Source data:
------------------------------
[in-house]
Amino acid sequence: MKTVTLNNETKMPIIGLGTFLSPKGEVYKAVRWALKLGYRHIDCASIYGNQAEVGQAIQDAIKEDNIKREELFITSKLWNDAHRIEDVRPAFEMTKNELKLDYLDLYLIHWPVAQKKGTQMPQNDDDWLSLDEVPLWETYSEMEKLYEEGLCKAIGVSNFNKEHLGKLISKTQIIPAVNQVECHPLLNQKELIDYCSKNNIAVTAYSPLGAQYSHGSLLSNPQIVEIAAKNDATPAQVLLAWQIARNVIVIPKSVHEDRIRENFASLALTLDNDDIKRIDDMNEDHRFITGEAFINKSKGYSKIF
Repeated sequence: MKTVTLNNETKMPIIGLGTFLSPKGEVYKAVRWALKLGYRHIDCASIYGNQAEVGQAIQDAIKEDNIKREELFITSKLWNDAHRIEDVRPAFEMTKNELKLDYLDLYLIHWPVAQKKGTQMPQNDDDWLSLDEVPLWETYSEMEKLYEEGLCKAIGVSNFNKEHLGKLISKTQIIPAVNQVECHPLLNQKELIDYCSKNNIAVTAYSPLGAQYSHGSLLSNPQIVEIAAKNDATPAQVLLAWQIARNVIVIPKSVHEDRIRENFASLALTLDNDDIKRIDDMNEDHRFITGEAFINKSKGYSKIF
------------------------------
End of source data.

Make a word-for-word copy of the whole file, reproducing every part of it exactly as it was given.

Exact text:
[in-house]
Amino acid sequence: MKTVTLNNETKMPIIGLGTFLSPKGEVYKAVRWALKLGYRHIDCASIYGNQAEVGQAIQDAIKEDNIKREELFITSKLWNDAHRIEDVRPAFEMTKNELKLDYLDLYLIHWPVAQKKGTQMPQNDDDWLSLDEVPLWETYSEMEKLYEEGLCKAIGVSNFNKEHLGKLISKTQIIPAVNQVECHPLLNQKELIDYCSKNNIAVTAYSPLGAQYSHGSLLSNPQIVEIAAKNDATPAQVLLAWQIARNVIVIPKSVHEDRIRENFASLALTLDNDDIKRIDDMNEDHRFITGEAFINKSKGYSKIF
Repeated sequence: MKTVTLNNETKMPIIGLGTFLSPKGEVYKAVRWALKLGYRHIDCASIYGNQAEVGQAIQDAIKEDNIKREELFITSKLWNDAHRIEDVRPAFEMTKNELKLDYLDLYLIHWPVAQKKGTQMPQNDDDWLSLDEVPLWETYSEMEKLYEEGLCKAIGVSNFNKEHLGKLISKTQIIPAVNQVECHPLLNQKELIDYCSKNNIAVTAYSPLGAQYSHGSLLSNPQIVEIAAKNDATPAQVLLAWQIARNVIVIPKSVHEDRIRENFASLALTLDNDDIKRIDDMNEDHRFITGEAFINKSKGYSKIF